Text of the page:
Hatred PC Review

Hatred has caused a lot of controversy in the gaming community since its announcement, even going as far as to be removed from Steam’s Greenlight campaign. Of course Valve eventually pulled a U-turn on that, which captivated a lot of attention; boosting it to the most voted game at the time. The attraction that Hatred brought upon itself for being ‘ultra-violent’ is one of the best marketing strategies I’ve ever seen because in reality it is nothing more than a sub-par twin-stick shooter with bad controls, laughable dialog and voice acting, the most insultingly stereotypical main character I’ve ever seen, and eye-straining graphics. Although, it was still the top-selling game on Steam upon it’s release, placing above Grand Theft Auto V and the recent, highly praised, The Witcher 3: Wild Hunt.

The game opens with a simple tutorial that involves murdering a sedated captive and swiftly moves on to our unnamed protagonist letting us know that he just “fu**ing hates this world and the worms feasting on its carcass”. Once he’s finished loading him self up with guns and grenades he opens the front door to his lovely white-picket fenced house and neatly trimmed garden, then the mayhem begins. Kill 50 civilians is the goal, but it’s not too long before some armed cops arrive, at which point it’s time for fight or flight. The mini-map also shows some optional side-objectives such as ‘ruining’ a house-party, or shooting up a train station. They are a nice way to rack up a bunch of kills in one place and also reward an extra ‘respawn’. Although they are not very reliable as I often found myself returning with almost no health, or ammo, and surrounded by a firing squad.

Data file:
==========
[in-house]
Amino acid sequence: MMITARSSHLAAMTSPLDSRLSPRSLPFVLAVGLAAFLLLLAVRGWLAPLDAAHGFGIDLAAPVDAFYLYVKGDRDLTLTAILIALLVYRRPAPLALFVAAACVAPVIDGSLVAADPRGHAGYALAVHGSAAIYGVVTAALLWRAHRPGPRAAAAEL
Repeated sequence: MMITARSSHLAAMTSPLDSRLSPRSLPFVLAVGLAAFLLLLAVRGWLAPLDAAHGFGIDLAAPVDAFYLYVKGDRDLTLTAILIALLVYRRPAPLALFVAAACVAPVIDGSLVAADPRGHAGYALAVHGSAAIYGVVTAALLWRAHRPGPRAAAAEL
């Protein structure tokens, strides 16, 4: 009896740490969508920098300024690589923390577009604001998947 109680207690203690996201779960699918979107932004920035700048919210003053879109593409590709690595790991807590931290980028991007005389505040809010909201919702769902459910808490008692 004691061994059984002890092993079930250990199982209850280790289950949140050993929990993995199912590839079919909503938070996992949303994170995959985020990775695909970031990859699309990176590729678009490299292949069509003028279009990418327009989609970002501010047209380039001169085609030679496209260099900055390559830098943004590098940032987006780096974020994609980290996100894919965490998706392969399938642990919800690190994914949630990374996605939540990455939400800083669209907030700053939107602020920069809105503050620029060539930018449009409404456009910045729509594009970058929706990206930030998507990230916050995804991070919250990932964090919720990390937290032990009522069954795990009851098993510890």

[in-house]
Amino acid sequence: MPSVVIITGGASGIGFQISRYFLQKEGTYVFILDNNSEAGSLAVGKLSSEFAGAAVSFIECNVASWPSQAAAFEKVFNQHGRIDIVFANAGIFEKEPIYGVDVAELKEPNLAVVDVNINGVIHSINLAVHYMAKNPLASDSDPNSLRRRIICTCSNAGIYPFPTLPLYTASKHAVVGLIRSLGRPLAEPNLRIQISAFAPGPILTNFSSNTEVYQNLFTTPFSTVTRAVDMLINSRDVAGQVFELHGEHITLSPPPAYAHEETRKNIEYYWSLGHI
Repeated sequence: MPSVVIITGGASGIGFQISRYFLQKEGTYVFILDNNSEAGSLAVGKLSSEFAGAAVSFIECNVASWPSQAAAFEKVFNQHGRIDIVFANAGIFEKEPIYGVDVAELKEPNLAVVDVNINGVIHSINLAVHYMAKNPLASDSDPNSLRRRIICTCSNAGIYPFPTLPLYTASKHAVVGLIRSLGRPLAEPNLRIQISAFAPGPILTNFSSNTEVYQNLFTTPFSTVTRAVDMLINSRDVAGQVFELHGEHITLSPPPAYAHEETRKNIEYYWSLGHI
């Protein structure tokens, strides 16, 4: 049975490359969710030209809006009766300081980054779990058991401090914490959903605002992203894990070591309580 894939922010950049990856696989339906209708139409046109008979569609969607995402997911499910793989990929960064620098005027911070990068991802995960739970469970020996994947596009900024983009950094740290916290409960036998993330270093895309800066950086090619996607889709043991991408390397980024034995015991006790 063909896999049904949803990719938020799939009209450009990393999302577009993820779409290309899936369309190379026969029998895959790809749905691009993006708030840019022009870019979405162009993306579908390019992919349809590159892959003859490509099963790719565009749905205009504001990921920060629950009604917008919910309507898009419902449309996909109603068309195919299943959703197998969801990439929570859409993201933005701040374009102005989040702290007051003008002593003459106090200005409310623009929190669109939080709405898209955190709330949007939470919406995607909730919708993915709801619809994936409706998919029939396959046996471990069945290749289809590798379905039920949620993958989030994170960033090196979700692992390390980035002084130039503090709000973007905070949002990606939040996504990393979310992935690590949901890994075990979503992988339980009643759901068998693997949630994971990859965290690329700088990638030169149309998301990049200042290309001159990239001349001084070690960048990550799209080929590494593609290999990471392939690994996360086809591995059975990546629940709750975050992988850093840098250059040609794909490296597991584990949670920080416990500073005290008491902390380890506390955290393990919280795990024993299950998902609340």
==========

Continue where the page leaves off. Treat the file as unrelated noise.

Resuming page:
Office Shoot-Up

The controls are your basic twin-stick shooter layout. You can hold three guns at a time and 4 of each grenade type, all with limited ammo that you must search for as well as scavenge from dead cops/soldiers. The grenades are your basic frag, incendiary, and flash-bang, where as your choice of guns are the standard pistol, a few machine guns, a flamethrower that rarely shows up, and a shotgun. Of course you can also just drop-kick poor souls to the ground as well, lining them up for execution, which refills some health and often goes into a animation of the main character brutally finishing off the downed person. As for movement you can walk, run, crouch, and dodge-roll your way around. Simple stuff, but it still somehow feels off.

As opposed to most twin-stick shooters your character in Hatred feels heavy, so the best tactic is to simply crouch walk your way around the map, picking off any armed persons as soon as they move into your line of sight, and executing anyone that would dare come near you. Even the vehicles are heavy and terribly slow, literally slower than simply running. This was not what I expected at all. One would think that a game aimed at sadists would enlist the ‘power fantasy’ strategy and allow the player to simple run around murdering innocents and executing as many people as they wanted, without much fear of being taken down. That’s not the case at all, in fact it can actually be quite challenging, which was a nice surprise.